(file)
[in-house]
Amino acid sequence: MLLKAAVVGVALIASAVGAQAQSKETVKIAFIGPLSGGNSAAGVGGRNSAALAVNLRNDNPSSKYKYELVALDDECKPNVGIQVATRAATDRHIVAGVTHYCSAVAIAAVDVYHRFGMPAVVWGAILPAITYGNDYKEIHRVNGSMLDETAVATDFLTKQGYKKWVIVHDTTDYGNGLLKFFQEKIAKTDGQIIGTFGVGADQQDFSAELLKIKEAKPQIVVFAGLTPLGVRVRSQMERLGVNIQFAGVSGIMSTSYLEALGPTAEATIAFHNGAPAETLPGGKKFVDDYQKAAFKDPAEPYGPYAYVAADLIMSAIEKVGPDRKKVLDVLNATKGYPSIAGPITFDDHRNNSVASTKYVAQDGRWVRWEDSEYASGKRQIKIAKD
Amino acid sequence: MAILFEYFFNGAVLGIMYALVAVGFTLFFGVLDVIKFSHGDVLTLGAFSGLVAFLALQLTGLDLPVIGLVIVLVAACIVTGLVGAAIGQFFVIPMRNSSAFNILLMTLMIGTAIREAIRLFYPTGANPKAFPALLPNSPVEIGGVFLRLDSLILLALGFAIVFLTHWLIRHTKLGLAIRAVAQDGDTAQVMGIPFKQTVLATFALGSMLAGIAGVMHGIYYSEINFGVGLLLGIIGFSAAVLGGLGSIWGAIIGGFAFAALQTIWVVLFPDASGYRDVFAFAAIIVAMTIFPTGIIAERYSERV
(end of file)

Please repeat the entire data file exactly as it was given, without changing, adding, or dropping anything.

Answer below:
[in-house]
Amino acid sequence: MLLKAAVVGVALIASAVGAQAQSKETVKIAFIGPLSGGNSAAGVGGRNSAALAVNLRNDNPSSKYKYELVALDDECKPNVGIQVATRAATDRHIVAGVTHYCSAVAIAAVDVYHRFGMPAVVWGAILPAITYGNDYKEIHRVNGSMLDETAVATDFLTKQGYKKWVIVHDTTDYGNGLLKFFQEKIAKTDGQIIGTFGVGADQQDFSAELLKIKEAKPQIVVFAGLTPLGVRVRSQMERLGVNIQFAGVSGIMSTSYLEALGPTAEATIAFHNGAPAETLPGGKKFVDDYQKAAFKDPAEPYGPYAYVAADLIMSAIEKVGPDRKKVLDVLNATKGYPSIAGPITFDDHRNNSVASTKYVAQDGRWVRWEDSEYASGKRQIKIAKD
Amino acid sequence: MAILFEYFFNGAVLGIMYALVAVGFTLFFGVLDVIKFSHGDVLTLGAFSGLVAFLALQLTGLDLPVIGLVIVLVAACIVTGLVGAAIGQFFVIPMRNSSAFNILLMTLMIGTAIREAIRLFYPTGANPKAFPALLPNSPVEIGGVFLRLDSLILLALGFAIVFLTHWLIRHTKLGLAIRAVAQDGDTAQVMGIPFKQTVLATFALGSMLAGIAGVMHGIYYSEINFGVGLLLGIIGFSAAVLGGLGSIWGAIIGGFAFAALQTIWVVLFPDASGYRDVFAFAAIIVAMTIFPTGIIAERYSERV